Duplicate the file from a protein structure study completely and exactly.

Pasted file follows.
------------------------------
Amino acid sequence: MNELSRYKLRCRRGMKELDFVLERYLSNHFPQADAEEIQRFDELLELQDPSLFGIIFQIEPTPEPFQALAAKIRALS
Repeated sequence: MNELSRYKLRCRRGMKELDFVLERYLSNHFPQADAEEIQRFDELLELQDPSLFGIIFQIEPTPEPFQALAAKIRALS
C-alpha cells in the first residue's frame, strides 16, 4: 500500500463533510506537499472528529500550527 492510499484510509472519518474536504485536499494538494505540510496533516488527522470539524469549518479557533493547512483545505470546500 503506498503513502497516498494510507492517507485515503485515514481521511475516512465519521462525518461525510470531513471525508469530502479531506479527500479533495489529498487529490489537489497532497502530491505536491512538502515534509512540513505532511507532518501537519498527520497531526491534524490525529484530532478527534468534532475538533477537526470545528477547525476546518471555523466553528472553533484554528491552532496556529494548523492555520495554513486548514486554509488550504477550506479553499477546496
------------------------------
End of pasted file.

Amino acid sequence: MNELSRYKLRCRRGMKELDFVLERYLSNHFPQADAEEIQRFDELLELQDPSLFGIIFQIEPTPEPFQALAAKIRALS
Repeated sequence: MNELSRYKLRCRRGMKELDFVLERYLSNHFPQADAEEIQRFDELLELQDPSLFGIIFQIEPTPEPFQALAAKIRALS
C-alpha cells in the first residue's frame, strides 16, 4: 500500500463533510506537499472528529500550527 492510499484510509472519518474536504485536499494538494505540510496533516488527522470539524469549518479557533493547512483545505470546500 503506498503513502497516498494510507492517507485515503485515514481521511475516512465519521462525518461525510470531513471525508469530502479531506479527500479533495489529498487529490489537489497532497502530491505536491512538502515534509512540513505532511507532518501537519498527520497531526491534524490525529484530532478527534468534532475538533477537526470545528477547525476546518471555523466553528472553533484554528491552532496556529494548523492555520495554513486548514486554509488550504477550506479553499477546496